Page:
This searchable database of projects represents the range and diversity of work in the New Urbanism. From regional-scale visions to single-building historic renovations, CNU members and their allies build places people love through land use planning, development, policy, and advocacy. If you are aware of a project that you believe should be part of the database, please email Robert Steuteville or Lauren Mayer.
It is highly likely that in the history of the Charter Awards, this is the first barn to receive the honor. But, as the jury noted, the Charter recognizes that urbanism happens at all scales, and the transect stretches from urban to rural.
The site of a former concrete recycling center two miles east of downtown Atlanta is now a vibrant, mixed-use, traditional neighborhood development (TND). Its design is not only architecturally-intriguing, but also environmentally sustainable.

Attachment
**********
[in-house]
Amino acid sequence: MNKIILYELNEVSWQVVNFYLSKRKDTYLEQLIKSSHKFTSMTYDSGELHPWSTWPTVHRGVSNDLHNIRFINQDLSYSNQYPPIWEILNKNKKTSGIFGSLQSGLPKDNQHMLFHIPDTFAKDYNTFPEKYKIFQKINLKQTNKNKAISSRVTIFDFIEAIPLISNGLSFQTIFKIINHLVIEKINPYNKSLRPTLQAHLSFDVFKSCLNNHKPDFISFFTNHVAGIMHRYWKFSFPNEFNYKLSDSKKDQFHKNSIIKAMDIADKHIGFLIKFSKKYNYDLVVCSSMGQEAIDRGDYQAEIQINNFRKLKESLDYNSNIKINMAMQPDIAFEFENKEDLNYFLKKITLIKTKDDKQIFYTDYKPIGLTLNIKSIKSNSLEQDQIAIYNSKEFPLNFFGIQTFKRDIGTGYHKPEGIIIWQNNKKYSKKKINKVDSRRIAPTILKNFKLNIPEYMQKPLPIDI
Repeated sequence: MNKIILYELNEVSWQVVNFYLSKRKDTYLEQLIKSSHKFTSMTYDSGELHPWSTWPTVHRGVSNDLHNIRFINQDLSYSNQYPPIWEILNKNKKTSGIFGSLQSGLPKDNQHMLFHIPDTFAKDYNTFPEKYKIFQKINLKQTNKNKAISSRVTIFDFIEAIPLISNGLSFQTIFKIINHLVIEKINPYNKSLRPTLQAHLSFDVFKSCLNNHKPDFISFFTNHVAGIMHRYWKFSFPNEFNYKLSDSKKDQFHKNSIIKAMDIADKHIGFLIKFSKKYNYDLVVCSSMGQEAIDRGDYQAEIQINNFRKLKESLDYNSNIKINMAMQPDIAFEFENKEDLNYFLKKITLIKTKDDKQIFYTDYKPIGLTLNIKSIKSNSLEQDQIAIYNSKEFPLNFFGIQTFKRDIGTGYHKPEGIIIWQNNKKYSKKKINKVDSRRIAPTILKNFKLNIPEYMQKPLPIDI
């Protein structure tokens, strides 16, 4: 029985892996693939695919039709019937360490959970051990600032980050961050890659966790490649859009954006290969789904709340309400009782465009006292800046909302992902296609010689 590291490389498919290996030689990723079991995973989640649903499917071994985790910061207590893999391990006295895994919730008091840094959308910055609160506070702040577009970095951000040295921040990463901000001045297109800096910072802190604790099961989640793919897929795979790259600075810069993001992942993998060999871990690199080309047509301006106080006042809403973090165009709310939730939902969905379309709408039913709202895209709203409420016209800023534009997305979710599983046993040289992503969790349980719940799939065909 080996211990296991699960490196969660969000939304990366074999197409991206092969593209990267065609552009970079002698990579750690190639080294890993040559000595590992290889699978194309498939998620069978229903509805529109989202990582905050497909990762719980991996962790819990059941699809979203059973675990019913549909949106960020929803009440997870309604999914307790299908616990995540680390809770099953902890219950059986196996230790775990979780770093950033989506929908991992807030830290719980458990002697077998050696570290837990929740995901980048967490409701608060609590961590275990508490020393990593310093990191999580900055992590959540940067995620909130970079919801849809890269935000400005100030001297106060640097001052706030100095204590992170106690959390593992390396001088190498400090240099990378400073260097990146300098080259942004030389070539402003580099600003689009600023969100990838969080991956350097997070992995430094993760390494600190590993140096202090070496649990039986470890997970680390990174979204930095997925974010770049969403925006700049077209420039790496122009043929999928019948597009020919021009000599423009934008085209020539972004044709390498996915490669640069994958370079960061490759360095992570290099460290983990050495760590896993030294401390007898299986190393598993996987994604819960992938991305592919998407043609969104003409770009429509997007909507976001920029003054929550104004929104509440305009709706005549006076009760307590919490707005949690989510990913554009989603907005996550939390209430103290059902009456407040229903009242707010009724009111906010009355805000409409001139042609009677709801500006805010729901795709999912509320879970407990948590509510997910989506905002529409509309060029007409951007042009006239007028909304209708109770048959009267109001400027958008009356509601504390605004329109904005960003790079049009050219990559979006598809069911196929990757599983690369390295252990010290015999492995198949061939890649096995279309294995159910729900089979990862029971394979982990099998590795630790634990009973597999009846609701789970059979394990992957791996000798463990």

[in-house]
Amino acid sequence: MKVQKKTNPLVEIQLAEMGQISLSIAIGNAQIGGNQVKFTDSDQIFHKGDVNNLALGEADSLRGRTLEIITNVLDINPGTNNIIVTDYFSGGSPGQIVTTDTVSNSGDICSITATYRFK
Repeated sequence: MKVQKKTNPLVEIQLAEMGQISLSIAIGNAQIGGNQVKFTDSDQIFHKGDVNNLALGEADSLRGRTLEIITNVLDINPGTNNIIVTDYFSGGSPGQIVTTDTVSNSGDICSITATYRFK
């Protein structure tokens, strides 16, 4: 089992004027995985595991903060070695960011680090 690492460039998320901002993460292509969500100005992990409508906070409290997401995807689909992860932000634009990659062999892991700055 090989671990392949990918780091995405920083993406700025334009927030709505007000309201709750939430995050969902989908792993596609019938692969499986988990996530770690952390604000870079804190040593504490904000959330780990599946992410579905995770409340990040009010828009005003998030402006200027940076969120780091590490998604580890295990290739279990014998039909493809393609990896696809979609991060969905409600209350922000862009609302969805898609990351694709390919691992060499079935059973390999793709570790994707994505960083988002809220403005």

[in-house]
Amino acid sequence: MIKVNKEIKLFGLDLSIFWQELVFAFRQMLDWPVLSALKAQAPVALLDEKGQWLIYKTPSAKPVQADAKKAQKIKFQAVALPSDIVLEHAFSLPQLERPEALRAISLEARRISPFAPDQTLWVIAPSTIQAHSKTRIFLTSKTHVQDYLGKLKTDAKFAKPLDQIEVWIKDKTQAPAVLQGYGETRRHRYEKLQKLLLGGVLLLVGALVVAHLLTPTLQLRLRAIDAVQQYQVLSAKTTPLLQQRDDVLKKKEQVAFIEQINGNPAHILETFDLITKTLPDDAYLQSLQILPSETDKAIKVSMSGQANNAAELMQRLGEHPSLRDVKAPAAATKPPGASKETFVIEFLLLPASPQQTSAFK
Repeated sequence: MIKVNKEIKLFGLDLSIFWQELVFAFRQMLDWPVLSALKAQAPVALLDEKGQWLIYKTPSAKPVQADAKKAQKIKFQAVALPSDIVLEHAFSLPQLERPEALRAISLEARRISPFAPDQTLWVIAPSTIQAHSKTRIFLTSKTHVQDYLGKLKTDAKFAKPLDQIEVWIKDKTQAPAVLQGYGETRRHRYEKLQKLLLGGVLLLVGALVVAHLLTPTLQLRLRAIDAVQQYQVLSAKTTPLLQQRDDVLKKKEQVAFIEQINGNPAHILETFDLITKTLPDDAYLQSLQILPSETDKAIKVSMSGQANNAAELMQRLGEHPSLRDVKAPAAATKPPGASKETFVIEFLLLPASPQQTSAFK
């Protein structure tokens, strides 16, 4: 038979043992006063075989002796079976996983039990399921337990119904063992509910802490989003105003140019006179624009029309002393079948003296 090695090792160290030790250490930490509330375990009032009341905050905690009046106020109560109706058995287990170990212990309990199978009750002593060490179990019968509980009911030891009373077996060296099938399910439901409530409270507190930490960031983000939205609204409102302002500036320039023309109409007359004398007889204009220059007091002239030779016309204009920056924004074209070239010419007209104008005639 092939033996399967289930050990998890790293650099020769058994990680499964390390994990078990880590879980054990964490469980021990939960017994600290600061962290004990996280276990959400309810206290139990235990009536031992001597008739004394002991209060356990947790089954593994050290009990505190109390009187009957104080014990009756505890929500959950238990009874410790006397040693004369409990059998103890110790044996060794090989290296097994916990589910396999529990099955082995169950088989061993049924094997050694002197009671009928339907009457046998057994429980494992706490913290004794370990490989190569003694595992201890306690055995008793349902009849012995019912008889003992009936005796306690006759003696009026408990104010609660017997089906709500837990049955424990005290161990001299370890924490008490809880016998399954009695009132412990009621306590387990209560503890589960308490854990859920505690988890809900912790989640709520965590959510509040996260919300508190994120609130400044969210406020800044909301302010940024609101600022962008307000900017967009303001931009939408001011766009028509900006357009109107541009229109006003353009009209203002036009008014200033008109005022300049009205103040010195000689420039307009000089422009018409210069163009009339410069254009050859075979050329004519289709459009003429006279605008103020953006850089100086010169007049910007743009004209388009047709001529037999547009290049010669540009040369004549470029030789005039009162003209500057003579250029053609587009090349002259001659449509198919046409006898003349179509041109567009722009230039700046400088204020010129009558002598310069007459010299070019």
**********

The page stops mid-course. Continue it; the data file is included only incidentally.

Despite being one of America’s leading food-producing states, parts of Arkansas suffer from abnormally high hunger rates, with nearly 25% of children deemed “food insecure” compared to the national average of 14.5%.
Three centuries of coal mining shaped the landscape of Pas de Calais, France and the company town that serviced it.
Slated to have its eight phases of construction complete in 2018, Heart of Lake is a New Urbanist community being built from the ground-up in the temperate coastal city of Xiamen, China.
This street revitalization effort utilized aggressive low impact development (LID) strategies to improve stormwater quality, offset carbon emissions and redefine a previously auto-dominated commuter thoroughfare as a livable center with significan
Sandwiched between a major research university and a network of diverse neighborhoods, Kendall Square is an undistinguished cluster of office space intended to meet the demand for high tech jobs in Cambridge, Massachusetts.
With a population of over half a million, Hamilton is the third largest metropolitan area in Ontario and the ninth largest in Canada.
Washington, District Of Columbia
Part of Pierre L’Enfant’s original plan for the Capitol, Washington, DC’s Southwest Waterfront has seen better days. At the beginning of the 20th century, it had a thriving commercial corridor and a multi-ethnic community.
“It is very easy to photograph a forlorn street and use a computer to calm the traffic, put in some transit, and add lovely buildings and trees,” wrote Jeff Speck, bemoaning the proliferation of unexecuted corridor studies.